As royalists from around the globe arrive in London for the Queen’s Diamond Jubilee celebrations, a television producer has described how he travelled further than most to be part of the simchah.
Ben Winston spent more than a month filming around the Commonwealth with Take That star Gary Barlow for a documentary about the official Jubilee song, Sing.
Mr Winston, who runs the Fulwell 73 production company with three Jewish partners, led the team which followed Mr Barlow’s efforts to find performers in countries including Australia, Kenya and Jamaica.
He said: “I’ve known Gary for a couple of years. When he was asked by the Palace to come up with the song the two of us had this idea that if we could hunt down hundreds of people from around the Commonwealth – which the Queen loves – then it would be a great challenge and something people wouldn’t have seen before.
“It was a dream project and an amazing experience. Everywhere we went was far-flung, off the beaten track and not tourist locations at all.”
Viewers will see Mr Barlow first writing the music for the song with Andrew Lloyd Webber, before composing the lyrics at the spot in Kenya where the Queen learnt of the death of her father, King George VI, and her ascent to the throne.
The production team later travelled to Jamaica where Mr Barlow recorded Rastafarian drummers, to the Solomon Islands where spear-wielding tribesmen performed, and to Africa, where young musicians demonstrated their skills on instruments made of rubbish.
Mr Winston, who managed the Maccabi GB football team to gold at last year’s European Maccabi Games, said: “In the Solomon Islands we travelled for six hours to the middle of nowhere. It was all a huge adventure.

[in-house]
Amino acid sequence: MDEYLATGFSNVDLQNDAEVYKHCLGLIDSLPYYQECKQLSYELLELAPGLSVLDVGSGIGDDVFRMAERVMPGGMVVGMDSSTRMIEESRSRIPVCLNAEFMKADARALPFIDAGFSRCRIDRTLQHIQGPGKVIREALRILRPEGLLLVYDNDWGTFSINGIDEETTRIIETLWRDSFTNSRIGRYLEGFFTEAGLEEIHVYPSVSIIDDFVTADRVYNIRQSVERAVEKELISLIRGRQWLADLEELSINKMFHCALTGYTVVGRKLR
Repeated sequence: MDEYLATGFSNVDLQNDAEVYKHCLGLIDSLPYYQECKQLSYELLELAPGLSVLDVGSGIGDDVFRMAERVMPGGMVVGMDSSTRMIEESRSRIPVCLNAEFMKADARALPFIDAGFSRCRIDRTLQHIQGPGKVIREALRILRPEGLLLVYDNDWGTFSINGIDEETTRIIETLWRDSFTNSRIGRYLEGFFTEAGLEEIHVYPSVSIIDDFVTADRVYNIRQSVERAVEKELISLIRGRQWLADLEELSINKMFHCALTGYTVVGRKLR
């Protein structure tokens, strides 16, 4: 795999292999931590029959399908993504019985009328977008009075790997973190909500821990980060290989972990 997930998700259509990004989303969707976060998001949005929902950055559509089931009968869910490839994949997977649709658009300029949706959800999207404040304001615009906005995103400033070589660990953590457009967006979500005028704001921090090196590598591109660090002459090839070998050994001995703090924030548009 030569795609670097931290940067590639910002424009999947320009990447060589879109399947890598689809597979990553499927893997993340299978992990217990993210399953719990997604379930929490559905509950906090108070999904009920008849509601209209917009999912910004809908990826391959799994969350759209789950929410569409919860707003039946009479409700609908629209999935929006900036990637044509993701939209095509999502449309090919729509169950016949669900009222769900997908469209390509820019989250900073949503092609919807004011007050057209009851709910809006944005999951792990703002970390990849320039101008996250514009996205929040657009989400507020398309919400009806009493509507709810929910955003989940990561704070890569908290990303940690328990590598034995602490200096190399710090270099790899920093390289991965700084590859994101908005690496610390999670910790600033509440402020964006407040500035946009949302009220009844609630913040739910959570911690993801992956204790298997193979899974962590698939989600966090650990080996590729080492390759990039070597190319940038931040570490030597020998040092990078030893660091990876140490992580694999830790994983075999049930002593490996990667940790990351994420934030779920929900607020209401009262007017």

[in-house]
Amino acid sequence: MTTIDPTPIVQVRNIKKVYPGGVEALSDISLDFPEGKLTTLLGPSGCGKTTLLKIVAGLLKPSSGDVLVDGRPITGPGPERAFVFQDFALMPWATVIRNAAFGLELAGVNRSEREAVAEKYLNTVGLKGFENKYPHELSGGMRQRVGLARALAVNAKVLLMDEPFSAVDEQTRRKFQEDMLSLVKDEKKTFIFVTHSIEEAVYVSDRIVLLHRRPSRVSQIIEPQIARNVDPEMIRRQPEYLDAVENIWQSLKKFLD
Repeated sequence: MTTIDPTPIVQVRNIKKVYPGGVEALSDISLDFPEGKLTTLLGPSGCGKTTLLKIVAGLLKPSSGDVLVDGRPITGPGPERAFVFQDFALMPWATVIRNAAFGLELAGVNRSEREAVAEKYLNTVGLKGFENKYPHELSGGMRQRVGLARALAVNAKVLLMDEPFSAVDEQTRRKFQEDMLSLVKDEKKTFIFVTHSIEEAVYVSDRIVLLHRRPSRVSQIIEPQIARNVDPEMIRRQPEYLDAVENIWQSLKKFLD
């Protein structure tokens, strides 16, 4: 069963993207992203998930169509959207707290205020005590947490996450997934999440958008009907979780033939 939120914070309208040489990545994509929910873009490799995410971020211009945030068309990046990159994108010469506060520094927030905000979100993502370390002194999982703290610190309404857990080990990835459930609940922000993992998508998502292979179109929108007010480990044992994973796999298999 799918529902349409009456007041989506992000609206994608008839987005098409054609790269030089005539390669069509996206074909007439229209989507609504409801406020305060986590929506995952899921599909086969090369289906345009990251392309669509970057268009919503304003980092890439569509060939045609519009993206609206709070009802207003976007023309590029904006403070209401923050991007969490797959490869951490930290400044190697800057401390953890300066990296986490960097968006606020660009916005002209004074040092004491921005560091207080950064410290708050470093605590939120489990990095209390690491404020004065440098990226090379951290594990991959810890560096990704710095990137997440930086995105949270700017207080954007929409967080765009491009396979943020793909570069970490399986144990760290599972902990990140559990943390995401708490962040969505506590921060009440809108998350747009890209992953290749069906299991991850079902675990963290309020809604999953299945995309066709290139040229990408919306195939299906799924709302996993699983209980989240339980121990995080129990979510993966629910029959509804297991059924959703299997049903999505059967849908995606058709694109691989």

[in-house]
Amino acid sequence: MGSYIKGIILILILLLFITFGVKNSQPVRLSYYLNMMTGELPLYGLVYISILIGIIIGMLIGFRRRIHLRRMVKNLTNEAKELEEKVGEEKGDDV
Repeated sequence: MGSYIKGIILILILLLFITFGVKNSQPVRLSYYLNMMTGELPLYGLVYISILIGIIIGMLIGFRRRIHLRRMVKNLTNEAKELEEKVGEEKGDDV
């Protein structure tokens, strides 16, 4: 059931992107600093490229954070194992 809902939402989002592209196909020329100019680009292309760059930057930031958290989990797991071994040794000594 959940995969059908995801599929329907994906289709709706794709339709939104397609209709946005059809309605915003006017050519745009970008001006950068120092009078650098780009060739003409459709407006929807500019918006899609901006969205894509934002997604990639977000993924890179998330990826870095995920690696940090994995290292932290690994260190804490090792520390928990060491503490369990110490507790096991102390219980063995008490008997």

“It wasn’t the easiest thing to find kosher food in most of those places, but I did get to have a kosher salt beef sandwich in Sydney.”
Members of the Royal Family feature throughout the film. The team began the project by filming Prince Charles showing Mr Barlow his record collection and offering advice on the Queen’s musical preferences.
They later caught up with Prince Harry in Jamaica, where he is recorded playing two beats on a tambourine for the song.
Mr Winston, 30, was also alongside the singer-songwriter at Abbey Road Studios to see the Military Wives Choir performing the main vocals.
The documentary climaxes with Mr Barlow visiting Windsor Castle to play the finished track for the Queen. Mr Winston makes a small cameo appearance, introducing the Queen to Mr Barlow, Lord Lloyd Webber and choirmaster Gareth Malone.
He said: “I remember growing up around my grandmother, Ruth Winston-Fox, and how proud she was of the Queen and the country, and I think that rubbed off on me. So when the chance to do this came up, I thought of how much my grandmother would have loved it.”
The Queen is said to be “delighted” with the commemorative song.
A former Leeds JSoc president, Mr Winston has previously made Comic Relief films with actor James Corden, and films with bands JLS and One Direction.